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Say 'Aaah' | Media Mix

Compelling Look at the Alternative

BODY & SOUL. A 13-part series hosted by journalist Gail Harris, KCET; Premieres Saturday at 1:30 p.m.

ALTERNATIVE HEALTH CARE: Medicine, Miracle or Mirage, Michael S. Goldstein; Temple University Press $19.95; 278 pages

April 19, 1999|SHARI ROAN

The emergence of alternative medical practices has changed the way many Americans approach health care. This series by award-winning producer and writer Gail Harris explores how consumers are using such practices alongside conventional care and brings to mind Bill Moyers' 1993 series, "Healing and the Mind."

Harris spent two years putting the series together, and she hits upon all the major issues in alternative medicine, including stress control, aging, healing and prayer, nutrition and psychological health. If there is a downside to the series, it is that there are few surprises; she interviews the usual suspects, such as Drs. Larry Dossey and Andrew Weil. Moreover, this is not a critical look at alternative medicine. Harris does not spend much time pointing out the potential problems related to accessing unproven health remedies. However, much of the series is compelling, such as the story of cancer patient Lenny Zakim.

Harris follows Zakim as he pursues traditional therapy as well as alternative healing therapies. The segment demonstrates why so many consumers find alternative therapies appealing. A companion book, "Body & Soul: Your Guide to Health, Happiness and Total Well-Being" (Kensington Books), arrives in stores this month. More information about "Body & Soul" can be found at http://www.pbs.org.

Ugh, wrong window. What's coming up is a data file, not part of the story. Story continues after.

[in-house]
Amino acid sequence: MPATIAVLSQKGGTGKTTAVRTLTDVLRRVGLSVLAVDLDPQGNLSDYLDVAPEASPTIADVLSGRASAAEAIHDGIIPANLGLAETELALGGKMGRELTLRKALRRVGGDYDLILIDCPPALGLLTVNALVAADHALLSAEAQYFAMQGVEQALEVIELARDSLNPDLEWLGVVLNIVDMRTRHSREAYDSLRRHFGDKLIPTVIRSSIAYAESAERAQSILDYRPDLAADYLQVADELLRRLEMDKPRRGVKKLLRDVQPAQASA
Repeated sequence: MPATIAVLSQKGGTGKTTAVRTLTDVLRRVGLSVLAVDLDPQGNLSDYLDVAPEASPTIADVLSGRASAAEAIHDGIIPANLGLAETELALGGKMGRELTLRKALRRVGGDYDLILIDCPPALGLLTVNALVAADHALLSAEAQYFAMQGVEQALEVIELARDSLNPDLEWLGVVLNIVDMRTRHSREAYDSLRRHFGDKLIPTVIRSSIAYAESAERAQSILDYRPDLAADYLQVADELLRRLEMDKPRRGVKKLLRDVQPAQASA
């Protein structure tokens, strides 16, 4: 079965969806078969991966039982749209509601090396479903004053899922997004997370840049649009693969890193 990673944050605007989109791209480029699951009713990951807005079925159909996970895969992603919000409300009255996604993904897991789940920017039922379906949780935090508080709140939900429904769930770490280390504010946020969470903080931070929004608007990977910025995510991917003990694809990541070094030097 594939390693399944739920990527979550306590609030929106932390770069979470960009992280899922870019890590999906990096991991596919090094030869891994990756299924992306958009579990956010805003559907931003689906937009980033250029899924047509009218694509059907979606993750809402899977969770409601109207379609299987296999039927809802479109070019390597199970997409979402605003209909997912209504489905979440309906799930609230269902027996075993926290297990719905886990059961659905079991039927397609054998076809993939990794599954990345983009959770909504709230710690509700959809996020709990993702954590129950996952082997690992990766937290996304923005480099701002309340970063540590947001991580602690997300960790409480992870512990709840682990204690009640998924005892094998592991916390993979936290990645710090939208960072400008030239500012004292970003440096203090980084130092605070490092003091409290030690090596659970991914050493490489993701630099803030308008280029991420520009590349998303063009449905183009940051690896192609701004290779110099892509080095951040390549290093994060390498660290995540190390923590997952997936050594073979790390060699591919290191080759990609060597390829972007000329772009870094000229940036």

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ALTERNATIVE HEALTH CARE: Medicine, Miracle or Mirage

Michael S. Goldstein

Temple University Press

$19.95; 278 pages

*

In the midst of the debate over the value of alternative medicine, it's hard to find someone who can look at the issue with a degree of objectivity. Conventional medicine tends to be skeptical, and alternative health practitioners tend to be overenthusiastic. Michael S. Goldstein's book offers a more reasonable presentation of alternative medicine, explaining why the field has gained popularity in recent years. Although Goldstein, a professor of public health and sociology at UCLA, is clearly supportive of alternative medicine, he provides a logical explanation for its popularity that might enlighten its opponents. He explains alternative health care in the context of the problems with conventional health care. Indeed, looking at how these two worlds fit together or react to each other yields valuable information on how each field can respond better to patients.

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